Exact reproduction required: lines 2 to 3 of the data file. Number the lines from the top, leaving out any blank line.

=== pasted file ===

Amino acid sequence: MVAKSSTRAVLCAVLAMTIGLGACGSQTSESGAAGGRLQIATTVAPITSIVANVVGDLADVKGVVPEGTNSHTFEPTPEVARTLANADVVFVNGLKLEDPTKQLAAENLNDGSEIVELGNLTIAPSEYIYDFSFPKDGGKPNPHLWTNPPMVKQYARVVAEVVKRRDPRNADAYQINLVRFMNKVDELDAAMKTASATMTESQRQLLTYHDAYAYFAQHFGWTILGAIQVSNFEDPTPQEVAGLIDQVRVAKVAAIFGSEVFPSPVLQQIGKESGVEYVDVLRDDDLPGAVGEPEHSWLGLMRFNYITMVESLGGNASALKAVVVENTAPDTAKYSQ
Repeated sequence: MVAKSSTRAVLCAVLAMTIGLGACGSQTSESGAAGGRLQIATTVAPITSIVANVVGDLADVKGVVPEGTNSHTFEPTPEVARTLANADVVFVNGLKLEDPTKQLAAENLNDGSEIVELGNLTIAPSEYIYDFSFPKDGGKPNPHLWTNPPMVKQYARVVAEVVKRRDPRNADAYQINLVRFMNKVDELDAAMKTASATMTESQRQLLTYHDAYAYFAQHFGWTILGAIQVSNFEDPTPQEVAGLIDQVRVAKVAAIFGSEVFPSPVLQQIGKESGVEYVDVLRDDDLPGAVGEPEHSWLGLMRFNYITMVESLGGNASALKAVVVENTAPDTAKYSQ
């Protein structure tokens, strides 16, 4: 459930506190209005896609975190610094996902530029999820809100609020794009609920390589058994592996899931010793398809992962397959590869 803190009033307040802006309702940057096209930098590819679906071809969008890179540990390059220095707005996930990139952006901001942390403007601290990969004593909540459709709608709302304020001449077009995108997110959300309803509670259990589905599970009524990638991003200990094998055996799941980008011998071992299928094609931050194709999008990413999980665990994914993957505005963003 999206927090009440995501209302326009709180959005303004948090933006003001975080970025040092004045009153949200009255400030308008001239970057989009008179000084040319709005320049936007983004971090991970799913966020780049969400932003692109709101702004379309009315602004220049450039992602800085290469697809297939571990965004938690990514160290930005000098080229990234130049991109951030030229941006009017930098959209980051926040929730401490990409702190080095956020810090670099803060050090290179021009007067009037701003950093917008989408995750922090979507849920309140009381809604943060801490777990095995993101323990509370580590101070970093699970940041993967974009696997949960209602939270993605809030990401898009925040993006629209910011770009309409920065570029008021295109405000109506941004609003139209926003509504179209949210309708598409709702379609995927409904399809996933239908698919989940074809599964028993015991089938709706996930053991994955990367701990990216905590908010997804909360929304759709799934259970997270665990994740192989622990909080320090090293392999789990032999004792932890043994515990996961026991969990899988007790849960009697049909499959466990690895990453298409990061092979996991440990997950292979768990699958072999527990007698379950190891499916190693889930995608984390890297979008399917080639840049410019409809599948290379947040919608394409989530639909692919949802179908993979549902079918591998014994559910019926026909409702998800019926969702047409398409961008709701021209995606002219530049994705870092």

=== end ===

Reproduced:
Repeated sequence: MVAKSSTRAVLCAVLAMTIGLGACGSQTSESGAAGGRLQIATTVAPITSIVANVVGDLADVKGVVPEGTNSHTFEPTPEVARTLANADVVFVNGLKLEDPTKQLAAENLNDGSEIVELGNLTIAPSEYIYDFSFPKDGGKPNPHLWTNPPMVKQYARVVAEVVKRRDPRNADAYQINLVRFMNKVDELDAAMKTASATMTESQRQLLTYHDAYAYFAQHFGWTILGAIQVSNFEDPTPQEVAGLIDQVRVAKVAAIFGSEVFPSPVLQQIGKESGVEYVDVLRDDDLPGAVGEPEHSWLGLMRFNYITMVESLGGNASALKAVVVENTAPDTAKYSQ
């Protein structure tokens, strides 16, 4: 459930506190209005896609975190610094996902530029999820809100609020794009609920390589058994592996899931010793398809992962397959590869 803190009033307040802006309702940057096209930098590819679906071809969008890179540990390059220095707005996930990139952006901001942390403007601290990969004593909540459709709608709302304020001449077009995108997110959300309803509670259990589905599970009524990638991003200990094998055996799941980008011998071992299928094609931050194709999008990413999980665990994914993957505005963003 999206927090009440995501209302326009709180959005303004948090933006003001975080970025040092004045009153949200009255400030308008001239970057989009008179000084040319709005320049936007983004971090991970799913966020780049969400932003692109709101702004379309009315602004220049450039992602800085290469697809297939571990965004938690990514160290930005000098080229990234130049991109951030030229941006009017930098959209980051926040929730401490990409702190080095956020810090670099803060050090290179021009007067009037701003950093917008989408995750922090979507849920309140009381809604943060801490777990095995993101323990509370580590101070970093699970940041993967974009696997949960209602939270993605809030990401898009925040993006629209910011770009309409920065570029008021295109405000109506941004609003139209926003509504179209949210309708598409709702379609995927409904399809996933239908698919989940074809599964028993015991089938709706996930053991994955990367701990990216905590908010997804909360929304759709799934259970997270665990994740192989622990909080320090090293392999789990032999004792932890043994515990996961026991969990899988007790849960009697049909499959466990690895990453298409990061092979996991440990997950292979768990699958072999527990007698379950190891499916190693889930995608984390890297979008399917080639840049410019409809599948290379947040919608394409989530639909692919949802179908993979549902079918591998014994559910019926026909409702998800019926969702047409398409961008709701021209995606002219530049994705870092």